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A memoliai is said to have been presented by the French Ambassador Talleyrand, in which it is declared, that France having returned to her boundaries in 1792, can ecognize none of the aggran-" disements of the other great Powers of Europe. since that period, although not intending to oppose them by war, These circumstances indicate that the new basis for the political system of Europe, will not be so specdily settled as had been expected. The principle thus assumed by France is very extensive in its effects, and opens a field for negociation much wider than had been anticipated. We think it does not promise an aspect of immediate tranquillity to this Continent, and that it will disconcert particularly the measures which Great Britain has been taking with regard to the future destination of this country, among others, and to which she has attached apparently much importance. We have the honour to be, with great respect, Sir, your very humble servants, Jon N QUIN cy AdAMs, J. A. BAY ARD, H. CLAY, Jo NA. Russell, ALBERT GALLATIN.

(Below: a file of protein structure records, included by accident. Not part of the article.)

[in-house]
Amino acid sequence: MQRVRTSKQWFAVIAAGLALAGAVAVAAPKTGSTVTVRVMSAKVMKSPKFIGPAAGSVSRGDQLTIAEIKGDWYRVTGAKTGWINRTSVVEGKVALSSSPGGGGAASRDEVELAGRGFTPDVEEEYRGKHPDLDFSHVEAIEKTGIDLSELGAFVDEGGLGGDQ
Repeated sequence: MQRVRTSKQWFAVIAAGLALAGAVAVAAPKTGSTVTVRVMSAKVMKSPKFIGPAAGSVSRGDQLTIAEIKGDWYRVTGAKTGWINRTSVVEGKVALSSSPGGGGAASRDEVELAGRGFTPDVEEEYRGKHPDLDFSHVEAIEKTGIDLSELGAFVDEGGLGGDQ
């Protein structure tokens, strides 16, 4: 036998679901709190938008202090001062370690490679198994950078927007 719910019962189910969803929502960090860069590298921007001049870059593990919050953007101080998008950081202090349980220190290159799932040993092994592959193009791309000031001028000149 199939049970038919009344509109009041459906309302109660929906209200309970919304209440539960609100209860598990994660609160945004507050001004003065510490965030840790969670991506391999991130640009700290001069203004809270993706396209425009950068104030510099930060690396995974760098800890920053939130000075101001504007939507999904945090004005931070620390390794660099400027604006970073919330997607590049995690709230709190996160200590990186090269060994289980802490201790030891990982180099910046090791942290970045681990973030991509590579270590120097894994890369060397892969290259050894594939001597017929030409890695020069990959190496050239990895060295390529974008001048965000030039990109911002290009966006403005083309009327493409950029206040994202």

No. ix–NOTE foom the British to the American

Ministers.-October 21, 1814.